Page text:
This is a discussion on How many outs do we REALLY have? within the online poker forums, in the Cash Games section; Does anyone know of a website, a poker research company or software that can answer the following question: When on a draw (minimum 6 



#1




How many outs do we REALLY have?
Does anyone know of a website, a poker research company or software that can answer the following question:
When on a draw (minimum 6 outs), how often are we missing at least one of our outs due to someone holding it, folding it or the dealer burning it? What about two or more outs? Thanks! 
#2




Oh wow we're getting into Quantum Physics math here. Probability and Odds equations... I've never seen a formula for that.

#4




Outs are based on what you know, not what you don't (and can not) know. Imagine that you have 4d 4c and flop comes Ad 2s 3d.
Your outs would be either of 2 remaining fours (for a set), and 4 of the 5s (for a str8) and 10 remaining diamnonds (for a flush)... i think. Just because you don't know whether the out cards are available (burned or in another hand), you still have "possible" 16 outs. I may be really showing my ignorance here, if so I'm sure someone will straighten me out. Something just occured to me, someone maybe could figure out way to tweak the outs a little. In the example i assumed that all the diamonds were still in the deck (best case), but there are probablities that could be calculated for and against a certain number of the diamonds still being in the deck... hmmmm.... maybe not such a crazy idea Fixit... dagnabbit, u got me thinking :0 
#5




You're starting to catch on. Of course I know the conventional method is to assume you have all your outs when you're on a draw, but I'm publishing two poker books next year and I'm looking into the risks of playing a draw. One such risk is that you don't actually have a lot of your outs, which reduces the value of playing a draw. I really just wanted a good research website.

#7




re: Poker & How many outs do we REALLY have?
Quote:

#8




Quote:
All you have to adjust to your "best case" outs for the actual probability that the cards you need are still available i.e. the 10 diamonds that can fill your flush are certainly NOT all in the deck... well not certainly, but THAT CHANCE can be calculated. I'm no mathmetician but it sure seems like a simple calculation. It may turn out to be completely useless, if the analysis figures out that your number of "best case" outs have to be adjusted downward by .2% it's not much use, but if your outs adjusted by 30% it certainly may help in making decisions (maybe not really ten outs, but only 7). 
#9




You can't adjust in the manner which you describe. We'll use a nut draw to a flush for an example. Only the river to come, you have 4 diamonds and if one more comes you'll win.
As most people know, there are 7 known cards, 45 unknown. Of the 45 unknown 9 are diamonds, 36 are not. Your odds are 36:9 or 4:1 to hit the flush. So you'll make it 20% of the time. Now you want to try and adjust. You know it's likely that someone had at least one diamond. So really you have 44 unknown because there's one less diamond and therefore 36:8 or 4.5:1 to hit. But if you begin down this path, then it's even more likely that cards that are not diamonds have been ditched. After all, there are three times as many other suits as diamonds. It's going to get way too hard way too fast. Mathematics in poker isn't about formulas and getting answers to several decimal places. You have incomplete information most of the time anyway, and all that is needed is a rough approximation. Math in poker is definitely a case of KISS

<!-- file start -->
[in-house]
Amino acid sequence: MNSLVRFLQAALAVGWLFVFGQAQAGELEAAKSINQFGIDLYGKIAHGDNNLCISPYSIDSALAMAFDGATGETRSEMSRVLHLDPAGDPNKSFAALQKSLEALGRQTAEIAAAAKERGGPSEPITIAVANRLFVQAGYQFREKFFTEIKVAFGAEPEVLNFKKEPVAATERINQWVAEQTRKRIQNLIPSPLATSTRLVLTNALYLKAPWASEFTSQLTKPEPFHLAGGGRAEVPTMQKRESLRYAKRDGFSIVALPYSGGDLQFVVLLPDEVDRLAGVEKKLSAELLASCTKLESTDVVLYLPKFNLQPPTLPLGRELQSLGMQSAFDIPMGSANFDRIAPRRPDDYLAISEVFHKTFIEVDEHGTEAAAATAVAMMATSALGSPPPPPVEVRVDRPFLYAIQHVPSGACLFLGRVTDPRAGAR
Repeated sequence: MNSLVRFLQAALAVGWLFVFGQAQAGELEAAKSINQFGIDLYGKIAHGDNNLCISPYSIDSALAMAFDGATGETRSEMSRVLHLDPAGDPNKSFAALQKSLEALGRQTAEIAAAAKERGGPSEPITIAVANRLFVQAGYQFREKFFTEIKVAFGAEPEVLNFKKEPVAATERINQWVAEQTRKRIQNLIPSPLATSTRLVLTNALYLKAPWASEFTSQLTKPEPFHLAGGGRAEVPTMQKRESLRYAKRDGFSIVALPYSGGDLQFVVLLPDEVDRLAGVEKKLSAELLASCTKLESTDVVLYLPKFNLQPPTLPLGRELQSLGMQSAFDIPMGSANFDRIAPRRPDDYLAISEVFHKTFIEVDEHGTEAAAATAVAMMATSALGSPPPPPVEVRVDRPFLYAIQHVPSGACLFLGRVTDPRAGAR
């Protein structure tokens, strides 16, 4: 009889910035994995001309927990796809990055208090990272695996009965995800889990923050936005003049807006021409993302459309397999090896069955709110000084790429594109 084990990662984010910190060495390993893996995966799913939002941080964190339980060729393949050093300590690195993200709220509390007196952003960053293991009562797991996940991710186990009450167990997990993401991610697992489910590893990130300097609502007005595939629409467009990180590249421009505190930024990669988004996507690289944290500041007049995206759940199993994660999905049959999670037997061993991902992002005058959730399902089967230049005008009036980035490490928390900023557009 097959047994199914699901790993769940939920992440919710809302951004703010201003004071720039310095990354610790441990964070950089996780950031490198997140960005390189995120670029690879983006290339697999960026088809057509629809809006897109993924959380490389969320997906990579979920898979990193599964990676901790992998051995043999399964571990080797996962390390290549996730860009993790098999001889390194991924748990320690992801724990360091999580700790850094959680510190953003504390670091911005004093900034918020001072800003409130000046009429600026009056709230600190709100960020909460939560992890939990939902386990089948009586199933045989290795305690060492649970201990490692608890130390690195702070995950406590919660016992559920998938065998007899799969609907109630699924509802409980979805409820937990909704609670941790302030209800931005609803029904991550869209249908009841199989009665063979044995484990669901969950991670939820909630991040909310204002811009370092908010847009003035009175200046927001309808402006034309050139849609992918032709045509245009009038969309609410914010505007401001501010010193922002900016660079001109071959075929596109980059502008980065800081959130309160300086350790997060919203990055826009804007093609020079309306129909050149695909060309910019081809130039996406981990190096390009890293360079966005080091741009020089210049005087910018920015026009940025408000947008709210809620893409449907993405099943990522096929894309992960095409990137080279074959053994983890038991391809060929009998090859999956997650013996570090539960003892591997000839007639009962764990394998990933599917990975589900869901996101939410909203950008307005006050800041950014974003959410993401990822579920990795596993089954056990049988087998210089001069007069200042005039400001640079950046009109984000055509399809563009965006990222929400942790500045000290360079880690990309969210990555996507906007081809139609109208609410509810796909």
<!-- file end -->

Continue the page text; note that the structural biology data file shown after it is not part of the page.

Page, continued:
#10




Quote:
I don't have any desire to work out the math, but I will tell you that the given current equation is much like EV. You're not going to have 4:1 every time. Sometimes all the diamonds are gone and you're drawing to 0 outs. Other times every single one is in there and you have really good odds of hitting it. But on average, over many trials, regardless of what cards have been folded or not, you will hit that flush 20% of the time. 
#11




i have no idea, but maybe you can calculate the amount of "dead cards" either the burn cards or cards other players have and work out how many times that a diamond is going to be in their hand, on average
so there is 4 players including yourself so if on the flop you have 9 "outs" and there is 7 cards that are dead, including the burn card, perhaps work out how many times a diamond is likely to be in one of those 7 cards but again, i really dont have a clue 
#12




Quote:
Having a decreased chance of hitting your outs because they are burned or being held by someone else is exactly offset by your *increased* chance of hitting those outs when the burn cards or your opponents do not have them. In other words, it equals out. Since we do not know the burn or opponents cards, we calculate out outs on the known factors. Don't worry about things you cannot know and calculate your outs vs the rest of the deck. 
#13




Quote:
Im not sure I totally agree with this. We figure outs for the maximum number of outs. and yes sometimes others are holding some or some are burned by the dealer. So those hands have less actual outs. Its never more than the maximum outs. So how would it even out. So actual outs on a 10 outer on average is probably only an 8 outer. I would be interested in seeing a formula and some tests with this theory 
#15




In terms of odds, which to me would be the simplified way to approach it would be to calculate the following (odds of winning hand on a particular street)*(1the odds your opponents/dealer have the cards you need).
Statistically speaking, I think you always have to assume the cards are available to be drawn. Yes, that will always be a "best case" scenario but random theory doesn't care whether or not the cards have been burned, dealt or at the bottom the deck.